LeSportsac VP, Global Creative Director D'Arcy Jensen, left, and Senior Director, Global Marketing Berly Isaak, were in town for a week in advance of the LeSportsac Waikiki Shopping Plaza store reveal.

LeSportsac VP, Global Creative Director D'Arcy Jensen, left, and Senior Director, Global Marketing Berly Isaak, were in town for a week in advance of the LeSportsac Waikiki Shopping Plaza store reveal.

The brand launched 42 years ago with traveler-friendly, lightweight handbags and duffels, and the stores' redesign is in keeping with a global athleisure trend aimed toward smart, stylish leisure living.

I'm all for the new featherweight gear coz I'm a lightweight when it comes to heavy lifting, and there's nothing worse than struggling with heavy bags while traveling. It's bad enough that I'm short and often travel solo, meaning that I often depend on the kindness of strangers to help me with loading my carryon into airline overhead compartments.

Other innovations in designs include making the switch from plastic hardware to coated aluminum used on iPhones for a sleeker industrial look. They've added more webbing to support the lighter weight material, and more color has been added inside the bag via printed pockets.

"We're being more innovative because everyone's knocking us off," said director of sales Cindy Eastman.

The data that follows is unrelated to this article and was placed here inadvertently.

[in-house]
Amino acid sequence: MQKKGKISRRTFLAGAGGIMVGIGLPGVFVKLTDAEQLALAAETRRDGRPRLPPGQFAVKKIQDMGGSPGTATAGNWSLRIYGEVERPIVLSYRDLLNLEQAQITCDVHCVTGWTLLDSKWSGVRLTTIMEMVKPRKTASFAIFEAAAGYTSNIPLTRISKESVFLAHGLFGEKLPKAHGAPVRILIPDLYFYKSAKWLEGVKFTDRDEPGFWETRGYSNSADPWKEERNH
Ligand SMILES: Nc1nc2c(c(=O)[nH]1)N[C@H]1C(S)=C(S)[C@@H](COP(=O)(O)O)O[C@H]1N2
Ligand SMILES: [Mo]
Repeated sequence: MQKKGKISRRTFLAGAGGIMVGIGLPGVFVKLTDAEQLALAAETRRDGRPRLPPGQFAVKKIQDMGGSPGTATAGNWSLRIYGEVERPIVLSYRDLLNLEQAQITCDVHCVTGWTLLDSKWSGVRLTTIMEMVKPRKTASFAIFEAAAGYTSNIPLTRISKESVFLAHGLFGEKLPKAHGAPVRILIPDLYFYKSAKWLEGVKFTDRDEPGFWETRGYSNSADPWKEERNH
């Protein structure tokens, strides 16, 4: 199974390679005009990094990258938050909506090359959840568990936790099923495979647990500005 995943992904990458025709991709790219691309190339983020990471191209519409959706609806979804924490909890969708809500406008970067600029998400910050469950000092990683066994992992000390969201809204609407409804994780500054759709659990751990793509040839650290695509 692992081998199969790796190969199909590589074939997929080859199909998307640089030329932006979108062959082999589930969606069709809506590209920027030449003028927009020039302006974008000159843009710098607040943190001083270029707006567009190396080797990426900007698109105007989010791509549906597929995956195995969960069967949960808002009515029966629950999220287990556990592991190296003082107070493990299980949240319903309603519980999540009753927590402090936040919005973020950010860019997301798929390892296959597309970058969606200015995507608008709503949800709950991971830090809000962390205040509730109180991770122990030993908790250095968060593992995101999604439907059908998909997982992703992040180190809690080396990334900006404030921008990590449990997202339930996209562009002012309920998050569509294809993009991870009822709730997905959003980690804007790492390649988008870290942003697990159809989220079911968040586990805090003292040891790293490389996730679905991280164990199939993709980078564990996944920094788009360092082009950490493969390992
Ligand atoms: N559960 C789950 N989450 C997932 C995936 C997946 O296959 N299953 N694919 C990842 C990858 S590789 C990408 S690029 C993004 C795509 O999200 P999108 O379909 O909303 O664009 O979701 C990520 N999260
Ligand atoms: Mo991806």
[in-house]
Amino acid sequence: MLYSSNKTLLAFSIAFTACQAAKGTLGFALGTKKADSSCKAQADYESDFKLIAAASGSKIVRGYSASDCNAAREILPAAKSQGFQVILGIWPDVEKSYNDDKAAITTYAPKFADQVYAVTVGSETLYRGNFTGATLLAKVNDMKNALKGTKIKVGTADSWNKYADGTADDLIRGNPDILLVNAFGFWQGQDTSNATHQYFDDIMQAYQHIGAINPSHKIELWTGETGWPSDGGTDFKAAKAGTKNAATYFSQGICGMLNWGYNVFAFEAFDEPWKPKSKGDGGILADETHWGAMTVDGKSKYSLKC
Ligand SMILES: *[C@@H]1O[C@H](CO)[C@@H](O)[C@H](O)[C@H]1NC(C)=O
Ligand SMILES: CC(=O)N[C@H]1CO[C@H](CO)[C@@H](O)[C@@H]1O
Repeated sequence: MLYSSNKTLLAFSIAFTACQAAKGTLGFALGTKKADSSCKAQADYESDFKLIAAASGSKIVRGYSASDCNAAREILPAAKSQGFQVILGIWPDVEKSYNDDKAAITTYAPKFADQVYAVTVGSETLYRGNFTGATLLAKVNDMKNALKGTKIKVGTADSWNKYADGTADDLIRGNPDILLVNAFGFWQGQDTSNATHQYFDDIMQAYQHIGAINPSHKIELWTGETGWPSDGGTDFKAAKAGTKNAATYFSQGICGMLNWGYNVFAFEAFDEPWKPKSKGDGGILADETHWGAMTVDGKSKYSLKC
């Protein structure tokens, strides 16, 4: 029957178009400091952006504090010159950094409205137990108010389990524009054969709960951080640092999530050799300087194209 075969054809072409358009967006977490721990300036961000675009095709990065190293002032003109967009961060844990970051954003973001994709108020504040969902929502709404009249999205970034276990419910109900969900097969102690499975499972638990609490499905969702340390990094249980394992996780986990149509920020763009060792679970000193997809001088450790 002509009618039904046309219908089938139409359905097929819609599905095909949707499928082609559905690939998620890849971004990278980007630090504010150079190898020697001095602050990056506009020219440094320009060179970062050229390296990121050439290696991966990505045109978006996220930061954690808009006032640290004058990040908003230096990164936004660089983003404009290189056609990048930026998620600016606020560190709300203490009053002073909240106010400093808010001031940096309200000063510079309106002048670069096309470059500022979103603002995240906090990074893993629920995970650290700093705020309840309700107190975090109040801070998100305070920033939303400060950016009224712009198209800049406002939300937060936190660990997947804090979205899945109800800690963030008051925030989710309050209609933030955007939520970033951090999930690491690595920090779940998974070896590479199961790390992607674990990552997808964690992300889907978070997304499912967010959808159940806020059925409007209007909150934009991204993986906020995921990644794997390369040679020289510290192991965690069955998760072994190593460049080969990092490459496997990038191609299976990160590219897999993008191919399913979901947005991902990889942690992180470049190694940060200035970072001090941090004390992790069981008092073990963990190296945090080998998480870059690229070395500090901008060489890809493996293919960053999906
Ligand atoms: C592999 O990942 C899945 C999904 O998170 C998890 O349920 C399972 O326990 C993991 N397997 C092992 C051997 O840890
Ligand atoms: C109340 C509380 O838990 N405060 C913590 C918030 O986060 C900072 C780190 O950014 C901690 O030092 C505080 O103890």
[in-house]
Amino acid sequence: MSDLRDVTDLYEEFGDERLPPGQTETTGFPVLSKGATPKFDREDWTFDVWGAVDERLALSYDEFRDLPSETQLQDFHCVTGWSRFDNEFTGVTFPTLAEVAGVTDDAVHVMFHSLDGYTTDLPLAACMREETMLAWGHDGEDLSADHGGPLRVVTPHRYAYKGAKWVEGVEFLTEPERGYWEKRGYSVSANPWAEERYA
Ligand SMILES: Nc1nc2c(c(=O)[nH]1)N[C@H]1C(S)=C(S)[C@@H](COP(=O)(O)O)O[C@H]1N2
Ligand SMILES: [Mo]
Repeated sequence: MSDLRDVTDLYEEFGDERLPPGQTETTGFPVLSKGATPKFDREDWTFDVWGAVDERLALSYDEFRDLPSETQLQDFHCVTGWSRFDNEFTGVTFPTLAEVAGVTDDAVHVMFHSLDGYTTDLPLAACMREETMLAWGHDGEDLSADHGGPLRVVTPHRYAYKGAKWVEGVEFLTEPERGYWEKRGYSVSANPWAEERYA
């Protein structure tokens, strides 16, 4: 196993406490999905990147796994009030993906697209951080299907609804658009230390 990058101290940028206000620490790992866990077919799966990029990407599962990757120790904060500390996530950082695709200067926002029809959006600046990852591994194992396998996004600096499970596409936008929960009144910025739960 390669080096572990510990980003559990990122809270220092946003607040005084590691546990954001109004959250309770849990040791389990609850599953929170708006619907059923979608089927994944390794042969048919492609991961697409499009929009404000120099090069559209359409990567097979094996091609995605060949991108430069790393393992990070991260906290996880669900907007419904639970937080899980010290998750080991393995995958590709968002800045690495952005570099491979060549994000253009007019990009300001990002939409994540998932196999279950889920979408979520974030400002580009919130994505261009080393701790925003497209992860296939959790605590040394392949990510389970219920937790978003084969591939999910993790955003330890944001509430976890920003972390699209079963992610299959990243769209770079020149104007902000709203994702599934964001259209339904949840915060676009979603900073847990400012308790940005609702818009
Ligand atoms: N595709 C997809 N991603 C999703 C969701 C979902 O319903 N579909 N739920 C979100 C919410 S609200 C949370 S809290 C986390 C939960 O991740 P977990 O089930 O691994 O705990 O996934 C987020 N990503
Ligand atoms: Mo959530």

Response has been positive, and the stores' new look will be making its way across the country, and there were hints of wearable fashion to come.

The Waikiki Shopping Plaza LeSportsac store is only the second in the nation to roll out the brand's sportier, modern look.

The Waikiki Shopping Plaza LeSportsac store is only the second in the nation to roll out the brand's sportier, modern look.

lesport store

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Nadine Kam is Style Editor and staff restaurant critic at the Honolulu Star-Advertiser; her coverage is in print on Wednesdays and Thursdays. Contact her via email at nkam@staradvertiser.com and follow her on Twitter, Instagram and Rebel Mouse.

'Sporty' spring at Bloomingdale's

By
February 4th, 2016



PHOTOS BY NADINE KAM / nkam@staradvertiser.comMiss Hawaii USA 2016 Chelsea Hardin was among the models during the Bloomingdale's "Welcome to Fashion Paradise" in-store runway show that took place Jan. 30.

PHOTOS BY NADINE KAM / nkam@staradvertiser.com

Miss Hawaii USA 2016 Chelsea Hardin was among the models during the Bloomingdale's "Welcome to Fashion Paradise" in-store runway show that took place Jan. 30. She is wearing a Milly trapeze dress ($795) with Kate Spade large "Flynn" handbag ($298).

Me and anything sports-related don't mix, and if anyone asks me any questions about the Super Bowl or recent Pro Bowl events in town, I just have to respond, "Huh?"

I generally run from anything sport-related, but a Jan. 30 "Welcome to Fashion Paradise" runway show at Bloomingdale's offered a glimpse of that rarified world as members of the NFL Players Association filled seats to take in the newly arrived Spring-Summer 2016 collections.